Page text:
The story begins with Tilo, a young Indian girl with the gift of prophecy. While her ability to see brings her fame and fortune, it also brings tragedy. Pirates want to profit off her talents and they come and kidnap her, killing her parents. We know that someone with this kind of spiritual power needs to learn how to control it, and soon learns that it really can't be used for personal power and gain. That's what happened with Tilo and her family. Tilo has to learn the lesson of offering selfless service to others.
She takes this path when she leaps into the ocean, escaping the pirates. She is eventually washed ashore on a magical island, where First Mother has gathered young girls to teach them how to care for and understand Spices. She teaches these girls so they can go out into the world and keep the magic of India alive for those Indians who have immigrated to foreign lands.
First Mother warns the girls that serving the spices demands that they give up their lives for the spices. The path of their service demands self-sacrifice. They are charged with three rules when they go out into the world to be of service: They must never use the spices for their own desires, they can never leave their shop and they must never be touched. The girls must be free of personal desires; if they fail in their duty, they are told that the spices will punish them.
Here is the old belief that serving others entails self-sacrifice. It is true with regard to the issues of power and control. Serving others can't be about the ego, because then you don't listen to what others really need. If power and domination are the end-game of spiritual powers, we walk a dark path indeed. Since these powers are very real, they need to be used responsibly and in service to the world.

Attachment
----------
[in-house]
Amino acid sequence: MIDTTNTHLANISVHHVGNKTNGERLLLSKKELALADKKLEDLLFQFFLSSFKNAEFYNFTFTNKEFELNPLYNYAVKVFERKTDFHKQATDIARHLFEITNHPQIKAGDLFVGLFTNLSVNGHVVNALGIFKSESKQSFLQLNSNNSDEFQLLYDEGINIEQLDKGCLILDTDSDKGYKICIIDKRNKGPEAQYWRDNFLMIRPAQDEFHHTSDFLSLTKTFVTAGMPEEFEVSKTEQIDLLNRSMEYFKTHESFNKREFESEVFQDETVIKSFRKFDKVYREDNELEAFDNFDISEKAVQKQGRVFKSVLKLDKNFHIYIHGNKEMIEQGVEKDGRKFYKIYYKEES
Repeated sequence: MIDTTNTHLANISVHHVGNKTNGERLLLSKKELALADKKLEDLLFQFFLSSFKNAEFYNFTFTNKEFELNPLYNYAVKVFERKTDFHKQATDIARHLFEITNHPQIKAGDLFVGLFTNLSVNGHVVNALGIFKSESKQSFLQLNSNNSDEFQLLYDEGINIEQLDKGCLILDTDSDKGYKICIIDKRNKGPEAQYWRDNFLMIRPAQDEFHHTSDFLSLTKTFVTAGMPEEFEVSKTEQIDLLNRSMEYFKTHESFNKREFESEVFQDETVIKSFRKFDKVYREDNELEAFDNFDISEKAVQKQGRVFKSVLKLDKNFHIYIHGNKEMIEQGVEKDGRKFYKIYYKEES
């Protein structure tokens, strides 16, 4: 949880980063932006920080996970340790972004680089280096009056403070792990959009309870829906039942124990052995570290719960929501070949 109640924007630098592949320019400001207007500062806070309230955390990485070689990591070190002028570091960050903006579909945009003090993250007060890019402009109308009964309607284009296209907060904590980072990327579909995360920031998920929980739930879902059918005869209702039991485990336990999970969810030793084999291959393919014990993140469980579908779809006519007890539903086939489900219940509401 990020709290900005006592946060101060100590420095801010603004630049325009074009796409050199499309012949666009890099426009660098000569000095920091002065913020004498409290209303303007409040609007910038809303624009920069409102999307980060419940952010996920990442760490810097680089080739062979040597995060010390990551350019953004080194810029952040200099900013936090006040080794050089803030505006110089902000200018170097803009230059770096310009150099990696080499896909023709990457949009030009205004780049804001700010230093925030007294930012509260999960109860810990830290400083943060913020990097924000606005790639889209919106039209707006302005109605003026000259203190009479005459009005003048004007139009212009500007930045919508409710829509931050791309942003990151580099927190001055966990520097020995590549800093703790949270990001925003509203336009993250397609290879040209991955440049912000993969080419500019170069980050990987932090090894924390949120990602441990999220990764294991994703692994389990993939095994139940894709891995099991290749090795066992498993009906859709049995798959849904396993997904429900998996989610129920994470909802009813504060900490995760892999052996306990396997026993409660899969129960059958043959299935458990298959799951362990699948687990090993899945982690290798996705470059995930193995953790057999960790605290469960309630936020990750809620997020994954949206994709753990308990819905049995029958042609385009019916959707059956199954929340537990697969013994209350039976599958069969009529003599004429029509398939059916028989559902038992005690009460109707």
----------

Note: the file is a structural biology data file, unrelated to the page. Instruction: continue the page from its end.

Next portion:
But the Piscean vision of service has been one of self-sacrifice -- of the body, of the emotions, of one's very freedom. The First Mother's rules are very much like a nun's vows of poverty, chastity and obedience. These rules bind women's lives until all that is left for them is service. This form of service constellates when a Virgo gets so consumed with work that there is nothing else in her life. She must make things perfect and perfection is a hard taskmistress.
When these young "mistresses of spices' must remain so virginal that they are literally "untouchable', the Virgo archetype is clearly out of balance. Virgo's virginity has nothing to do with sexuality, but rather with having your own sense of purpose. Virgo's true virginity is fresh and full, bringing with it a sense of "belonging to oneself' in the midst of endless possibilities. Our old beliefs about virginity and service are being questioned here. Do these old rules and beliefs still serve a purpose or is it really a matter of consciousness and choice?
Tilo finds her place in Oakland/San
Francisco, where she runs a Spice Emporium.
People come to her with their problems and joys, and she listens to what
the spices tell her is needed. And so
she counsels and cooks and helps them get through their lives. She believes that each person has their own special
spice. Her spice is sesame, the spice of
nourishment, which is what she gives to all who come into her spice shop. And while she might not be happy, she is
content. Until the day she looks out her
window and sees Doug, an American architect, working outside her shop.
Continued at: The Bard's Grove